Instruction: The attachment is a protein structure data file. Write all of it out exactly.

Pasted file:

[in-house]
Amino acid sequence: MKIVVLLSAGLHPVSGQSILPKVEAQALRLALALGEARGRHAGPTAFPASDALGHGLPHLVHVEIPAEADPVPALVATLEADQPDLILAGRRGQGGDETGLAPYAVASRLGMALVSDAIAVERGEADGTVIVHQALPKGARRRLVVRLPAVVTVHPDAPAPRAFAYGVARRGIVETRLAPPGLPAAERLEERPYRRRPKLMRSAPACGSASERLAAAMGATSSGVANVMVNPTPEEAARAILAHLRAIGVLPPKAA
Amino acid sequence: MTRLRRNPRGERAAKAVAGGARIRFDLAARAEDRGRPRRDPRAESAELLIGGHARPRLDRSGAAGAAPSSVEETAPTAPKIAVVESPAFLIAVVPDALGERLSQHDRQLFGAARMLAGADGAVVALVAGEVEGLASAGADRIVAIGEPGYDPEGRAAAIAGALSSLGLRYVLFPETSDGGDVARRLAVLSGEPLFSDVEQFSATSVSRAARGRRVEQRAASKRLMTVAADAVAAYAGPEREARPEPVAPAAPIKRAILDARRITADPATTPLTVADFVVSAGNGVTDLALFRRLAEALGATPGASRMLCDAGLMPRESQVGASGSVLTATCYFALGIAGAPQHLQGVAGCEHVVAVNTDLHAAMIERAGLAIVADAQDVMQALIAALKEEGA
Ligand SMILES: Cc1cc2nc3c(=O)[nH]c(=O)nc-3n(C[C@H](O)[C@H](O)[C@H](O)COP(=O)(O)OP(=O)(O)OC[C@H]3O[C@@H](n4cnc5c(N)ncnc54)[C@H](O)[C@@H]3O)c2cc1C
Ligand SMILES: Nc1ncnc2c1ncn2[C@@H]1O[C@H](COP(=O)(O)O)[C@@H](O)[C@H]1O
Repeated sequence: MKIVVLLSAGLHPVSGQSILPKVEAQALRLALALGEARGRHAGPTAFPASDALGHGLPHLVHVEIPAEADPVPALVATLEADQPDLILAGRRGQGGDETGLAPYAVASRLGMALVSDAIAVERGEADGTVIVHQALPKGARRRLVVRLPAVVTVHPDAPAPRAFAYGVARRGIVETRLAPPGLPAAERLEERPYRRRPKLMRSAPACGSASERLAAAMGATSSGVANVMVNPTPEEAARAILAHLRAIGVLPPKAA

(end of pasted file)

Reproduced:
[in-house]
Amino acid sequence: MKIVVLLSAGLHPVSGQSILPKVEAQALRLALALGEARGRHAGPTAFPASDALGHGLPHLVHVEIPAEADPVPALVATLEADQPDLILAGRRGQGGDETGLAPYAVASRLGMALVSDAIAVERGEADGTVIVHQALPKGARRRLVVRLPAVVTVHPDAPAPRAFAYGVARRGIVETRLAPPGLPAAERLEERPYRRRPKLMRSAPACGSASERLAAAMGATSSGVANVMVNPTPEEAARAILAHLRAIGVLPPKAA
Amino acid sequence: MTRLRRNPRGERAAKAVAGGARIRFDLAARAEDRGRPRRDPRAESAELLIGGHARPRLDRSGAAGAAPSSVEETAPTAPKIAVVESPAFLIAVVPDALGERLSQHDRQLFGAARMLAGADGAVVALVAGEVEGLASAGADRIVAIGEPGYDPEGRAAAIAGALSSLGLRYVLFPETSDGGDVARRLAVLSGEPLFSDVEQFSATSVSRAARGRRVEQRAASKRLMTVAADAVAAYAGPEREARPEPVAPAAPIKRAILDARRITADPATTPLTVADFVVSAGNGVTDLALFRRLAEALGATPGASRMLCDAGLMPRESQVGASGSVLTATCYFALGIAGAPQHLQGVAGCEHVVAVNTDLHAAMIERAGLAIVADAQDVMQALIAALKEEGA
Ligand SMILES: Cc1cc2nc3c(=O)[nH]c(=O)nc-3n(C[C@H](O)[C@H](O)[C@H](O)COP(=O)(O)OP(=O)(O)OC[C@H]3O[C@@H](n4cnc5c(N)ncnc54)[C@H](O)[C@@H]3O)c2cc1C
Ligand SMILES: Nc1ncnc2c1ncn2[C@@H]1O[C@H](COP(=O)(O)O)[C@@H](O)[C@H]1O
Repeated sequence: MKIVVLLSAGLHPVSGQSILPKVEAQALRLALALGEARGRHAGPTAFPASDALGHGLPHLVHVEIPAEADPVPALVATLEADQPDLILAGRRGQGGDETGLAPYAVASRLGMALVSDAIAVERGEADGTVIVHQALPKGARRRLVVRLPAVVTVHPDAPAPRAFAYGVARRGIVETRLAPPGLPAAERLEERPYRRRPKLMRSAPACGSASERLAAAMGATSSGVANVMVNPTPEEAARAILAHLRAIGVLPPKAA